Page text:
The occasional power-hitting outfielder is not foreign to the KC Royals, but having two at once was infrequent until these two mashers came along.
From the franchise inception in 1969 until 1986 the KC Royals only had one outfield combination that hit 40 or more home runs in a season. That was Al Cowens and Amos Otis who hit exactly 40 while playing the outfield together in 1977.
The team was often constructed to be able to cover the vast acreage at Royals/Kauffman Stadium. Quick, speedy guys generally do not translate to high power numbers. In many instances, the team would be fortunate to have one outfielder reach double digits in bombs.
This all changed back in 1987. Danny Tartabull was acquired in a trade with the Seattle Mariners and he was coming off a monster rookie year. The Royals had also selected a certain Heisman Trophy winner who decided he would rather take a chance at baseball than play for the Tampa Bay Buccaneers who drafted him first overall in the 1986 NFL draft. Bo Jackson spent 53 games in Double-A before Kansas City promoted him to majors.
The magic clicked right away in 1987 as they combined to send 56 balls out of the park, still the most ever for two outfielders in Royals history. Not only did Tartabull hit 34 of those, but he also slashed .309/.390/.541 in one of the best individual seasons for Kansas City.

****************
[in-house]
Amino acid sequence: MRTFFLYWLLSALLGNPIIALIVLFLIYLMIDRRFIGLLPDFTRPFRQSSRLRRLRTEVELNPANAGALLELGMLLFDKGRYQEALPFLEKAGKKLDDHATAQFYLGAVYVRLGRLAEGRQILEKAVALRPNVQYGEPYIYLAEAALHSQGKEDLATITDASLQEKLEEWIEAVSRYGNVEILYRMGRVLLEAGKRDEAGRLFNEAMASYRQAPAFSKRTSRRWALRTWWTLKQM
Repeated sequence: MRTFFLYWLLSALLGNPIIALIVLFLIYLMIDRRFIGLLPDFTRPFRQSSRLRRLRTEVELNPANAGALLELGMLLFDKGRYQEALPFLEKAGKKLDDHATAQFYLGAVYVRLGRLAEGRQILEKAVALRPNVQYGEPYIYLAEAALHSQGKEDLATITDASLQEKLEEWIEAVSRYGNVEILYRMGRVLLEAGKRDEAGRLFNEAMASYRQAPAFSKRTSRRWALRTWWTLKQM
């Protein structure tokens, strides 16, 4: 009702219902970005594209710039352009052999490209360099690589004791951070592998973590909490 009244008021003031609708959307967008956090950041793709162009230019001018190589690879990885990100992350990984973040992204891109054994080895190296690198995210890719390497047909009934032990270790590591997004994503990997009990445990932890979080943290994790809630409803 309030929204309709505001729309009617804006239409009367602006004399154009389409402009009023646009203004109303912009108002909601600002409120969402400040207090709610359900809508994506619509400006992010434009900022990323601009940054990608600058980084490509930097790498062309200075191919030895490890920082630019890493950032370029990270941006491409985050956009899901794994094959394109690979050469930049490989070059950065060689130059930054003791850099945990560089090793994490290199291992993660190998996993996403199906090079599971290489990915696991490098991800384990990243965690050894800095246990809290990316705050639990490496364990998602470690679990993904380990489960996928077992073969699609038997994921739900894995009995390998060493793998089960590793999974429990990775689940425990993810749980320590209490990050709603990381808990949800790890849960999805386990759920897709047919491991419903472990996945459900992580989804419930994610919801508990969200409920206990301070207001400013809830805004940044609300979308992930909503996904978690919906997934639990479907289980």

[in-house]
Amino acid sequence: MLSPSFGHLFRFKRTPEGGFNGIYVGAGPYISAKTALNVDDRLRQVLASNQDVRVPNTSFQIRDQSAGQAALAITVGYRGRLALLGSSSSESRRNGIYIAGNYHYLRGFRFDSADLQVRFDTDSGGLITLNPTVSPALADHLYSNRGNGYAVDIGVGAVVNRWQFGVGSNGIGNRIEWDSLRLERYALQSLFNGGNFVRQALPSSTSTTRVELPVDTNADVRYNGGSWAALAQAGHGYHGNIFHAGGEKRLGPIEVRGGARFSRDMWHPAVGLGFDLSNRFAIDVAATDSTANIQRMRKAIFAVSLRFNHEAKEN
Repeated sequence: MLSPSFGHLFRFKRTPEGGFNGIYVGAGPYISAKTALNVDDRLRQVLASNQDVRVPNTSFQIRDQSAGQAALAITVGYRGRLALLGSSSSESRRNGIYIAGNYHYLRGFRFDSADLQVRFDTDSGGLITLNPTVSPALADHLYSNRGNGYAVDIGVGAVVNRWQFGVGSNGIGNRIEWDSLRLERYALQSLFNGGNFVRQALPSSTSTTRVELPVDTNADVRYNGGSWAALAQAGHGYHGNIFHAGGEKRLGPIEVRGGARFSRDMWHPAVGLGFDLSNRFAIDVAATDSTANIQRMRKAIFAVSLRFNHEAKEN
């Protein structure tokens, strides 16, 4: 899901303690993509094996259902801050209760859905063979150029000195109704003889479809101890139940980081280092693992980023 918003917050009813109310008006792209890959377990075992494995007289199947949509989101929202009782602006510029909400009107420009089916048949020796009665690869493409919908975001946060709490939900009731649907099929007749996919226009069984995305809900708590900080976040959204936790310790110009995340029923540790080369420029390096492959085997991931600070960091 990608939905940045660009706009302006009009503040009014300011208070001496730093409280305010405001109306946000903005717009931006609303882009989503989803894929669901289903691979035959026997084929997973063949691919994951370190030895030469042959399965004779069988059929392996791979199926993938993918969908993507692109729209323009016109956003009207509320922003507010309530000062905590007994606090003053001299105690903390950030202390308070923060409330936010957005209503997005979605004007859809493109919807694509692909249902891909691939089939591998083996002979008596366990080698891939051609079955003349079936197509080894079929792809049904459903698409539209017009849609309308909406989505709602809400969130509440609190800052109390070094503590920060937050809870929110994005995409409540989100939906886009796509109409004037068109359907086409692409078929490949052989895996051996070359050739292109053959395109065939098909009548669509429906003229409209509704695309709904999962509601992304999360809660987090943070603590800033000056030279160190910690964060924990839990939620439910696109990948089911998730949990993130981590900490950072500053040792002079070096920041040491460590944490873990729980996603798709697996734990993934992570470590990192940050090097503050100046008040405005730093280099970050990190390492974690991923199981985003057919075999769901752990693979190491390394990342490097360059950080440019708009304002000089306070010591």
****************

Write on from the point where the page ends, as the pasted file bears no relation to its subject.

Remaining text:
In 1988, Jackson improved from his rookie year cutting back on strikeouts, raising his batting average by 11 points, and falling short of leading the team in homers to Tartabull by one, 26 to 25. Those 51 combined blasts rank number three overall in team history for an outfield duo.
Bo continued to grow his offensive skills crushing 32 blasts while bumping his average up another 10 points. Tartabull had an off-year only clubbing 18 homers and recording his worst OPS in the four-year stretch this tandem was together. Their total home run output in 1989 is the fourth-best in franchise history for outfielders.
The 1990 season saw another drop-off, mainly due to Tartabull only able to participate in 88 games. Jackson continued to smash the ball hitting another 28 dingers but the combined total of 43 was their lowest output ever.
Unfortunately, this is where this chapter in Royals’ history ends as Jackson would suffer a football injury that prompted Kansas City to release him before the 1991 season. He would play a handful of games with the White Sox that year before having hip surgery and did earn Comeback Player of the Year in 1993.
Tartabull returned to solid form the next season with his highest OPS+ ever of 171. He smashed 31 home runs and led the majors with a .593 slugging percentage in what would be his last season with the KC Royals.
It was a short window of success but in the four years Jackson and Tartabull roamed the outfield together, they showed they were beasts among men.